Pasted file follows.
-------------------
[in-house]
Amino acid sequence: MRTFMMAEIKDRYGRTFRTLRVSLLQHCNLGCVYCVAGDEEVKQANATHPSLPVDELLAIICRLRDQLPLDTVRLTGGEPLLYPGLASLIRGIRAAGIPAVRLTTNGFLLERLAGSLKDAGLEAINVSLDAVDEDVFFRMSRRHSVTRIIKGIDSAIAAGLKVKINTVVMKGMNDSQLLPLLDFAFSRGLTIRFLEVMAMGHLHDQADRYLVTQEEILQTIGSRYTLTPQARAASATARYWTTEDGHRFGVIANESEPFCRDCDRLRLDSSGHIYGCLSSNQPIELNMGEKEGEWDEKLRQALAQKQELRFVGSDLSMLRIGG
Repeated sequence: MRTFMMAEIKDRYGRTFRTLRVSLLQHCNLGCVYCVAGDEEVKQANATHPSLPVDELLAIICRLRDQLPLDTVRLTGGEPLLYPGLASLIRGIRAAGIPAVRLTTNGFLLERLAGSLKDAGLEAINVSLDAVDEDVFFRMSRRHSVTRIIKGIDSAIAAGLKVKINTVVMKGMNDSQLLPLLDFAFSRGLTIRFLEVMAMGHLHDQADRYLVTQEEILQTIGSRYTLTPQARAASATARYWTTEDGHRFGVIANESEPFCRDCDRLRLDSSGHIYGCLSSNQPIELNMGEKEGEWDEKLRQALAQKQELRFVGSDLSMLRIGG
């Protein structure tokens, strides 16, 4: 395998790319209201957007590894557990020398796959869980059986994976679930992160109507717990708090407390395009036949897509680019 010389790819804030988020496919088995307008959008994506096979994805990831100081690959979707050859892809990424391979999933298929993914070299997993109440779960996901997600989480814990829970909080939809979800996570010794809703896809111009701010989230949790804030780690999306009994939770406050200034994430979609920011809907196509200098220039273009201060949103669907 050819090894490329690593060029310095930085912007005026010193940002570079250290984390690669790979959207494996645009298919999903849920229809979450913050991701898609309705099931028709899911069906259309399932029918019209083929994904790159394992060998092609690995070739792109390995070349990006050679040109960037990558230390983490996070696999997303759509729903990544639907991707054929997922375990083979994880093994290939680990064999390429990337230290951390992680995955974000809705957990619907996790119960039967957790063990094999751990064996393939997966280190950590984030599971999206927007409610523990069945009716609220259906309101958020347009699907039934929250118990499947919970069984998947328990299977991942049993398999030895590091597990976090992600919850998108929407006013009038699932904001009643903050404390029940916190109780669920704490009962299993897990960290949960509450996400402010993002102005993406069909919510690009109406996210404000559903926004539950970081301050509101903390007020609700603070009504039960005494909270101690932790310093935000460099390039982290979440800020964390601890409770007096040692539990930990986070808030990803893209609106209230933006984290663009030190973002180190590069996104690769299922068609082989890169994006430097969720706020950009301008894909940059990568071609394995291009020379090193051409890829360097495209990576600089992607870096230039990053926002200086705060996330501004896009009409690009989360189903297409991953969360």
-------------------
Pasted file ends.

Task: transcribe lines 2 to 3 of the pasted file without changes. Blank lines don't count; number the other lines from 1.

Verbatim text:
Amino acid sequence: MRTFMMAEIKDRYGRTFRTLRVSLLQHCNLGCVYCVAGDEEVKQANATHPSLPVDELLAIICRLRDQLPLDTVRLTGGEPLLYPGLASLIRGIRAAGIPAVRLTTNGFLLERLAGSLKDAGLEAINVSLDAVDEDVFFRMSRRHSVTRIIKGIDSAIAAGLKVKINTVVMKGMNDSQLLPLLDFAFSRGLTIRFLEVMAMGHLHDQADRYLVTQEEILQTIGSRYTLTPQARAASATARYWTTEDGHRFGVIANESEPFCRDCDRLRLDSSGHIYGCLSSNQPIELNMGEKEGEWDEKLRQALAQKQELRFVGSDLSMLRIGG
Repeated sequence: MRTFMMAEIKDRYGRTFRTLRVSLLQHCNLGCVYCVAGDEEVKQANATHPSLPVDELLAIICRLRDQLPLDTVRLTGGEPLLYPGLASLIRGIRAAGIPAVRLTTNGFLLERLAGSLKDAGLEAINVSLDAVDEDVFFRMSRRHSVTRIIKGIDSAIAAGLKVKINTVVMKGMNDSQLLPLLDFAFSRGLTIRFLEVMAMGHLHDQADRYLVTQEEILQTIGSRYTLTPQARAASATARYWTTEDGHRFGVIANESEPFCRDCDRLRLDSSGHIYGCLSSNQPIELNMGEKEGEWDEKLRQALAQKQELRFVGSDLSMLRIGG